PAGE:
Florida Museum of Natural History researchers have co-authored the latest edition of the universal reference for fish names in North America, an important resource for scientists, naturalists and fishermen.

Larry Page

Larry Page, ichthyology curator, takes a break from collecting darters in Hogtown Creek in Gainesville, Fla. Florida Museum photo by Eric Zamora

The publication improves communication among fisheries biologists and others with an interest in fishes, a vital resource with substantial economic importance for humans. U.S. commercial and recreational saltwater fishing generated more than $199 billion in sales in 2011, according to the National Oceanic and Atmospheric Administration’s Fisheries Service.

The seventh edition of “Common and Scientific Names of Fishes from the United States, Canada, and Mexico” is compiled by a joint committee of the American Fisheries Society and the American Society of Ichthyologists and Herpetologists. Published online in April by the American Fisheries Society and now available in print, the book continues efforts to standardize names of North American freshwater and marine fishes.

“Every ichthyologist and every fisheries biologist relies on this book for the correct names to use in any publication,” said lead author Larry Page, ichthyology curator at the Florida Museum of Natural History on the University of Florida campus. “It’s a really important reference because of all the popular articles written on fishes. People have to use the correct name if they’re going to clearly communicate.”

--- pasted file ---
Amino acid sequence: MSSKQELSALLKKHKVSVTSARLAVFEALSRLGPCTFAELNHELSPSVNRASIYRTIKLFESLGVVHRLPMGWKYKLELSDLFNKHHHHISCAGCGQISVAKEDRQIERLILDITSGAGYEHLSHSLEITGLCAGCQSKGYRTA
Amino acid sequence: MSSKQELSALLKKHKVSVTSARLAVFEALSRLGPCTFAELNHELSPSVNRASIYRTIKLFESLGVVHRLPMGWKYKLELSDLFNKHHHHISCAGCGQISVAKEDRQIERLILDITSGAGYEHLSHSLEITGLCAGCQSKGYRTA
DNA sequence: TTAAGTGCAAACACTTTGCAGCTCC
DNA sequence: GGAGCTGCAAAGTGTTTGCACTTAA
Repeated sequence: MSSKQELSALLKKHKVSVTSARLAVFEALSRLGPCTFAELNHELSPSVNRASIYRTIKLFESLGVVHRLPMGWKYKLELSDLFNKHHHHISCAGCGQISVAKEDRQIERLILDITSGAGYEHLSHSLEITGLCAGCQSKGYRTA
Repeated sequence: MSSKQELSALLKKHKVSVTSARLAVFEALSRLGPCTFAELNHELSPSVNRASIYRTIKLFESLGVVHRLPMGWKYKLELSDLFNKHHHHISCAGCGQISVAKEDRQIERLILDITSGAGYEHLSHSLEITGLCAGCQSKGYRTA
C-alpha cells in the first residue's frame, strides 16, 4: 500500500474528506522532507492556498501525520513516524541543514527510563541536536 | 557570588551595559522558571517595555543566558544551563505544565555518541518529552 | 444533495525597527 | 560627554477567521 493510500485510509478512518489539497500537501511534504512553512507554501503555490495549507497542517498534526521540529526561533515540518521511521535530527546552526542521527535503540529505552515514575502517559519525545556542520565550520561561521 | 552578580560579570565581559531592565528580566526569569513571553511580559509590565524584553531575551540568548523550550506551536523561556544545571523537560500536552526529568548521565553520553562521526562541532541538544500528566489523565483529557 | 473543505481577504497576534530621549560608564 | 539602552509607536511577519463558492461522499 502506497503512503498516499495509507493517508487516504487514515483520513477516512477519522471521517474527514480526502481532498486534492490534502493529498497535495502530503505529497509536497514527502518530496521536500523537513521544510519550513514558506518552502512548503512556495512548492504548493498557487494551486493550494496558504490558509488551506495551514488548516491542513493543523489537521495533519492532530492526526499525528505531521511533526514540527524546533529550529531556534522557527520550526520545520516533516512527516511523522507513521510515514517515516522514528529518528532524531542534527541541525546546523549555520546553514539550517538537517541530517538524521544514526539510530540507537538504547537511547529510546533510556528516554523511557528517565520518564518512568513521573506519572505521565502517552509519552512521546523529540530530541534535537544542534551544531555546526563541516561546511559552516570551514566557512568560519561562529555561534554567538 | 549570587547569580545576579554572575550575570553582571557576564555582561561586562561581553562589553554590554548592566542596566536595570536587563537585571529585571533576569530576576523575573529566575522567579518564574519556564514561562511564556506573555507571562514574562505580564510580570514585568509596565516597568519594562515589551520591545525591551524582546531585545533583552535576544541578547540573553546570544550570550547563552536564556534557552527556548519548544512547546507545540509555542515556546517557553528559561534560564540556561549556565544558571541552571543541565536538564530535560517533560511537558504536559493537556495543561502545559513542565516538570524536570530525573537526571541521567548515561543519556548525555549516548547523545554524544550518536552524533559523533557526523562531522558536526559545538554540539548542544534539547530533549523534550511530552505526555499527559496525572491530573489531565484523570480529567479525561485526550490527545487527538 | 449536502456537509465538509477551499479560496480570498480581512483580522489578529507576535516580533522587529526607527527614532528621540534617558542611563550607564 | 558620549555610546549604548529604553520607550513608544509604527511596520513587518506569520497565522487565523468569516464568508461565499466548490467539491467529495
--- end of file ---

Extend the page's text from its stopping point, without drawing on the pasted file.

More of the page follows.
Larry Page in the collections

Florida Museum of Natural History curator of fishes Larry Page examines a catfish housed in the museum’s collections. Florida Museum photo by Jeff Gage

The book includes 3,875 native and established exotic freshwater and marine species in the U.S., Canada and Mexico with their accepted scientific and common names. It lists Spanish or French names if their distribution occurs where those languages are spoken and distinguishes when species are extinct or established, meaning non-natives that are breeding.

The book’s first edition, published in 1948 with 570 entries, primarily included the better-known sport, commercial and forage fishes. Major changes from the previous edition published in 2004 include the addition of Arctic Ocean species, common names in French for Canadian species and capitalization of all common names in English.

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By Danielle Torrent | More articles by Danielle Torrent

• Learn more about Ichthyology at the Florida Museum.

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